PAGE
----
Then the accolades came pouring in. Critics and festival juries recognized the movie for its poignant exploration of loneliness, its depiction of a snowy Stockholm suburb and its humanist spin on the vampire genre. But he said none of that really put him at ease. All the attention in fact slowed him down.
"[Hollywood producers] would ask me if I wanted 'The Mass Murderer Strikes Back 14.' And I thought, 'Did you watch my movie?'"
He turned down all the films he was offered and chose to direct a play on the Stockholm stage instead.
"There's this wonderful little passage in the novel 'Perfume' where [the hero] describes himself as a leech sitting on a branch that is above a road in the countryside," he said. "The leech is waiting for the right moment for a horse to pass so he can let go of the branch. He'll wait for weeks. If he lets go a second too early, he'll die." He reflected on this for a moment. "I'm a little like that."
When his representatives called with the possibility of the "Tinker Tailor" gig — the script would end up being written by respected screenwriters Peter Straughan and Bridget O'Connor — Alfredson said he had some reservations. But he thought it finally could be time to let go of the branch, even if it meant taking on a language, locations and storytelling conventions he wasn't entirely familiar with.
"It was a very weird idea to hire Tomas," acknowledged Slovo. But she and her partners were convinced that his foreign sensibility could be an advantage. "We make so much period stuff in the U.K. that a lot of it looks the same — they're well-made heritage films. And Tomas was coming in with an outsider's perspective."
Conversations with Le Carré ensued, in which the author told the director not to feel too faithful to the book. Alfredson added some scenes, particularly a running set of flashbacks to a holiday party that binds together various agents. Still, Alfredson preserved the demanding qualities of Le Carré's prose, in which connections aren't always explained and plot turns are rarely signposted.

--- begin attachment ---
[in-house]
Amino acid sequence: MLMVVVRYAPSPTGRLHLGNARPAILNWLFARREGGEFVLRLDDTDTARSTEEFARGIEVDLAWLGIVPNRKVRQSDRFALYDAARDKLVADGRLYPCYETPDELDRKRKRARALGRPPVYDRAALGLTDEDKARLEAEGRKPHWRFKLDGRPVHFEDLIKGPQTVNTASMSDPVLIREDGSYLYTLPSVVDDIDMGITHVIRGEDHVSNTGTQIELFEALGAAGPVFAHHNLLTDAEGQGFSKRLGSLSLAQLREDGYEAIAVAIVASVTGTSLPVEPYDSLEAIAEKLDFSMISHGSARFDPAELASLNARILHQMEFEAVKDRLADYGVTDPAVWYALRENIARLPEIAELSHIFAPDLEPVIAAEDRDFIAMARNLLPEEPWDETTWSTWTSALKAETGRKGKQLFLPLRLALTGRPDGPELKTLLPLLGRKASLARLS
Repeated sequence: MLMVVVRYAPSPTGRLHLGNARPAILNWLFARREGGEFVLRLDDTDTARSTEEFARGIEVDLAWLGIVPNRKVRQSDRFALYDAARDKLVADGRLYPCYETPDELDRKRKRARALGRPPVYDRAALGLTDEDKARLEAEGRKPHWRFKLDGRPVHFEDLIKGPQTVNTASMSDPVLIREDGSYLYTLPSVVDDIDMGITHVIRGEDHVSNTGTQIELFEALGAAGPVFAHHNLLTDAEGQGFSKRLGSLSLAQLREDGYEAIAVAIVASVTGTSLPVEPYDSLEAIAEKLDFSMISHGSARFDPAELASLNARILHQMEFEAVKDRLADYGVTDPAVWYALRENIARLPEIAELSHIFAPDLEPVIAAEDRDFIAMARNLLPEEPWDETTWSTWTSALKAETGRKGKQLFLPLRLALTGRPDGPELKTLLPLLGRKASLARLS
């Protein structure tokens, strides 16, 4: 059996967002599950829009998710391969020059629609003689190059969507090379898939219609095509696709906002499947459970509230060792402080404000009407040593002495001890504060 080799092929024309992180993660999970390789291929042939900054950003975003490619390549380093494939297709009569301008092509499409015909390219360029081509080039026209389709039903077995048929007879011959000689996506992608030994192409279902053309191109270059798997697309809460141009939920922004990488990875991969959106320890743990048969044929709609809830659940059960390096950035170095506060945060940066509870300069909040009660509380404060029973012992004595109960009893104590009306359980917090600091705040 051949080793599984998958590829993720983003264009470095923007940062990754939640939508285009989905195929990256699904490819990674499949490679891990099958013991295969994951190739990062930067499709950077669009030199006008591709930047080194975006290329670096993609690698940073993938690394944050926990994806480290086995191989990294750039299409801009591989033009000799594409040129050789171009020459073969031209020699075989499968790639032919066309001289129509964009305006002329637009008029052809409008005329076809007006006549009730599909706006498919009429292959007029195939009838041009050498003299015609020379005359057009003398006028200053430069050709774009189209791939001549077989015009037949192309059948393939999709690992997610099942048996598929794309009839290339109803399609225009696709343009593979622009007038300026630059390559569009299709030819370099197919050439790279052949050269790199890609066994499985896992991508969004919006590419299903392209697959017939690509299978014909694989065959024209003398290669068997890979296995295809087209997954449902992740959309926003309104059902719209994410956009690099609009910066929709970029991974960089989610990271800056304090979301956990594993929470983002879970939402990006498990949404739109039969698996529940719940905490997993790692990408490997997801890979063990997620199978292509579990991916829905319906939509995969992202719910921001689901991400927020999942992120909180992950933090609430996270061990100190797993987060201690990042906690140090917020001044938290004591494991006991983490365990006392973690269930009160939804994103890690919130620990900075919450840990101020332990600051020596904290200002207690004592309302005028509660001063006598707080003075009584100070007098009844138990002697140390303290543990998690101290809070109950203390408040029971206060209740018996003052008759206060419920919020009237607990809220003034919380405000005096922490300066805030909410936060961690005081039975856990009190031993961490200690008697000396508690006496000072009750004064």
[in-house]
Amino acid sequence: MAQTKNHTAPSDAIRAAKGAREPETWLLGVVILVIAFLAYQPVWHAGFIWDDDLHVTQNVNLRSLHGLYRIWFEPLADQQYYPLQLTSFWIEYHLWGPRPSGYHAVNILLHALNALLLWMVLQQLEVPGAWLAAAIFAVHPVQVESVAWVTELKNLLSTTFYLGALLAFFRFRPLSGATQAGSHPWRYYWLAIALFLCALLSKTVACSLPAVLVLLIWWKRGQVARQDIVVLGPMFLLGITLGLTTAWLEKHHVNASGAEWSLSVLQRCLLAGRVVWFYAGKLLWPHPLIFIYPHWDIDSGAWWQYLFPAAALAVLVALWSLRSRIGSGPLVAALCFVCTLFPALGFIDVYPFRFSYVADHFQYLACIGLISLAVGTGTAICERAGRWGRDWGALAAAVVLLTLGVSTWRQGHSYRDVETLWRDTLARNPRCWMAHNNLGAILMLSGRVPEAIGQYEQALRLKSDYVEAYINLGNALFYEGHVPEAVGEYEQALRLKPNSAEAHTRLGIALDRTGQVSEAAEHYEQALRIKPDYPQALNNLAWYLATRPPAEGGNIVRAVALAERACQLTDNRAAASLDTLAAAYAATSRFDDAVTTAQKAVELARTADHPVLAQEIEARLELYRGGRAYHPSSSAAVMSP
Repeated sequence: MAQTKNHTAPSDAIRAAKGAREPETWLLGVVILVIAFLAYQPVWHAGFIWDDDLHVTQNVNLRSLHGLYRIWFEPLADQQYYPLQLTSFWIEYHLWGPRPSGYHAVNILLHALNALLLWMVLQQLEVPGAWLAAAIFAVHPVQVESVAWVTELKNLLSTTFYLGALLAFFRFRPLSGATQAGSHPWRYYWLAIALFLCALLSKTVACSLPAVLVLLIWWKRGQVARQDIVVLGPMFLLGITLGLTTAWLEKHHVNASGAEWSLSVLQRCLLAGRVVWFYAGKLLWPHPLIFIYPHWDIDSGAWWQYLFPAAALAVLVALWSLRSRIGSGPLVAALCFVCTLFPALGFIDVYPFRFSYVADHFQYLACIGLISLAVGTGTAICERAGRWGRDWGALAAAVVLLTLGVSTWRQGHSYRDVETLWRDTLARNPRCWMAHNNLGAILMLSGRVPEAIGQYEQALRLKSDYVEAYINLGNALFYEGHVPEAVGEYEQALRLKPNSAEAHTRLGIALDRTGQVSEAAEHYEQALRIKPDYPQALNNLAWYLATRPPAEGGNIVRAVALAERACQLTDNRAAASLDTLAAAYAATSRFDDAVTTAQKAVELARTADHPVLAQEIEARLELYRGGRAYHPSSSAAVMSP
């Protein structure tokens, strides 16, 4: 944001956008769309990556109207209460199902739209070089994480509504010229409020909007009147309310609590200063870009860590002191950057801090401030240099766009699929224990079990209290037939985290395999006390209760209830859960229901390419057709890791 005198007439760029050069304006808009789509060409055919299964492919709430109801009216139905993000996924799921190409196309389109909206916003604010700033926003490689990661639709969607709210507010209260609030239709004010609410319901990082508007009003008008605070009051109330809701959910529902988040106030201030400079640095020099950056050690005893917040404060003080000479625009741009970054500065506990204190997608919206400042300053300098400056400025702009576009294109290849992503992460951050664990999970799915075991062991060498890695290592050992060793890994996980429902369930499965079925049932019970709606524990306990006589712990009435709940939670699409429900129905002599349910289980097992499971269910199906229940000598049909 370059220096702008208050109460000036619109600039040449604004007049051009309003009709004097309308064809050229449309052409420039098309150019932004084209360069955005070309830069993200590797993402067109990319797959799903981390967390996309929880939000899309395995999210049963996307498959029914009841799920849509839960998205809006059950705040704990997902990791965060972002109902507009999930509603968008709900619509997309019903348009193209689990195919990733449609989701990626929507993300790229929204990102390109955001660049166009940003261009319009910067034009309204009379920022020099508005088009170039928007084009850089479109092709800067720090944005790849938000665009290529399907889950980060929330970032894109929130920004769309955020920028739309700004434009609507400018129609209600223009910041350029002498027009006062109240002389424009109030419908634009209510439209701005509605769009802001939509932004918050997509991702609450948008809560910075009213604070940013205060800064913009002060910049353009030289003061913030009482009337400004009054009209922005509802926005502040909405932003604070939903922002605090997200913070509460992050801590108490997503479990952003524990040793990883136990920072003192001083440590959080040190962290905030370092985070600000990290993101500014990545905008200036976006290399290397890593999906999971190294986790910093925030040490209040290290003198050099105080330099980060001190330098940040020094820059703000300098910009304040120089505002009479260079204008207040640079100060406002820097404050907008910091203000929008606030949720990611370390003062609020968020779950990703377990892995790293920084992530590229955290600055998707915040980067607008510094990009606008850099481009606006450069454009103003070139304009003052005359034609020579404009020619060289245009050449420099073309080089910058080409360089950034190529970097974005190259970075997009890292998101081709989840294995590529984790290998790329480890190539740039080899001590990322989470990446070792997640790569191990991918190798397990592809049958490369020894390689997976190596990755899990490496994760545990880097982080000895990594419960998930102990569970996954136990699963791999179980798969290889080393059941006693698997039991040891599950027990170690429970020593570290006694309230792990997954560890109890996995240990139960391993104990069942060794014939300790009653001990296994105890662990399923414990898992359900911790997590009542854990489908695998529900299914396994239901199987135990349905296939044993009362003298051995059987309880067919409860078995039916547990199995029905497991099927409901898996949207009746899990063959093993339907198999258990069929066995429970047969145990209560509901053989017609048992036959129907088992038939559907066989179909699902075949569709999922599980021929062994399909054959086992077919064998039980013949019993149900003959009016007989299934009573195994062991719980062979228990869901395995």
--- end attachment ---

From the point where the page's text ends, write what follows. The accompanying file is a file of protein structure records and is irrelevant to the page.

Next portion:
He also decided to limit the film's edits and keep the camera trained on certain elements, especially faces (and especially Oldman's). The actor said he was stunned that, in a critical scene as a Smiley nemesis closes in, Alfredson chose to keep the camera on Oldman's mug and depict the arrival of the agent only with sound effects. "I said 'Wouldn't you at least shoot that just to have it?' And he said 'Why would I do that?'"
Alfredson took particular care in crafting the character of Smiley. After all, there was a parallel between the director and the character who, as a matter of either survival or pride, keeps things bottled up.
"I've [often] felt like my outside doesn't match my insides," Alfredson said of his preoccupation with his character. "Silence and loneliness and people carrying secrets, like Smiley does, really interests me."
Alfredson said directing has been a salve because it helps him communicate in a way that ordinary life doesn't. Many directors are that way, he said. And even though they, and he, would sometimes like to change, he's not sure that's possible.
"I'd love to be able to do a film a little faster and a little bit easier and not be so serious," he said. "But it's not the way I am." He paused. "Now I'm going to climb back on the branch, very slowly."